FOREIGN CORRESPONDENCE by Geraldine Brooks

FOREIGN CORRESPONDENCE

KIRKUS REVIEW

 An evocative, superbly written tale of a woman's journey to self-understanding. To young Aussie Brooks, the name of the street on which she lives, Bland Street, says it all. Bright and restless, she yearns for far more exciting, cosmopolitan venues than what she considers the backwater city of Sydney. And so Brooks tries to alleviate her intense wanderlust by gathering pen pals from around the world. Through them she figures she can live vicariously until she's old enough to leave this pit-stop of a country. In due course, she writes to Joannie, an American who summers in Switzerland and Martha's Vineyard; to Janine, a French girl whose provincial life surprises Brooks the adolescent but becomes an object of envy for Brooks the adult; Cohen, an Israeli teen who satisfies Brooks's fascination with the Jewish faith; and motley others. At length, Brooks (Nine Parts of Desire, 1995) does indeed find a way to live out her dream. An award-winning Wall Street Journal foreign correspondent, she becomes the paper's ``fireman,'' a moniker given to reporters who are able to cover particularly difficult situations and topics. Five wars and thousands of frequent-flier miles later, Brooks finds herself back in Sydney, in midlife going through family artifacts as she awaits her father's death. She comes across a bundle of old letters from her pen pals and decides to track them down. Foreign Correspondence is the story of Brooks's quest and her coming of age in the '60s and '70s. Alternately stirring and humorous, it offers an incisive emotional and spiritual travelogue, as well as the chronicle of an era. Particularly poignant are the sections devoted to Joannie, Brooks's alter ego, who dies an early death from anorexia. Brooks discovers what many of us learn only as we age--that there's no place like home. (8 pages photos, not seen)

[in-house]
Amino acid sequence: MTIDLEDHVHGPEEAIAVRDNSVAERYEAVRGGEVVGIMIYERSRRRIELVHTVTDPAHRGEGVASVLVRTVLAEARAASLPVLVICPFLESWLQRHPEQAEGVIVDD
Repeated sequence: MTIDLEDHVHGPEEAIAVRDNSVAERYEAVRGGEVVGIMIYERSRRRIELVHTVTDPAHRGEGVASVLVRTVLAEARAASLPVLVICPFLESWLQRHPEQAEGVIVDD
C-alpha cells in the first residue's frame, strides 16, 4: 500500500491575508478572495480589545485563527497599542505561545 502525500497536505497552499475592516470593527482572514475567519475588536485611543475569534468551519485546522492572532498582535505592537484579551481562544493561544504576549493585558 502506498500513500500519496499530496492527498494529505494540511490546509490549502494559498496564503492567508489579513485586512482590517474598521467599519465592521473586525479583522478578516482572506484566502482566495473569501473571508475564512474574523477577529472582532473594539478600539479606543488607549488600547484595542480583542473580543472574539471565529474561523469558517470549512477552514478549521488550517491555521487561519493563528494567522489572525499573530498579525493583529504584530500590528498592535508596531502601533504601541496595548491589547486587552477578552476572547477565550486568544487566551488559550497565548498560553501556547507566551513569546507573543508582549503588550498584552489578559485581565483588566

Pub Date: Jan. 1st, 1998
ISBN: 0-385-48269-8
Page count: 224pp
Publisher: Anchor
Review Posted Online:
Kirkus Reviews Issue: Nov. 1st, 1997




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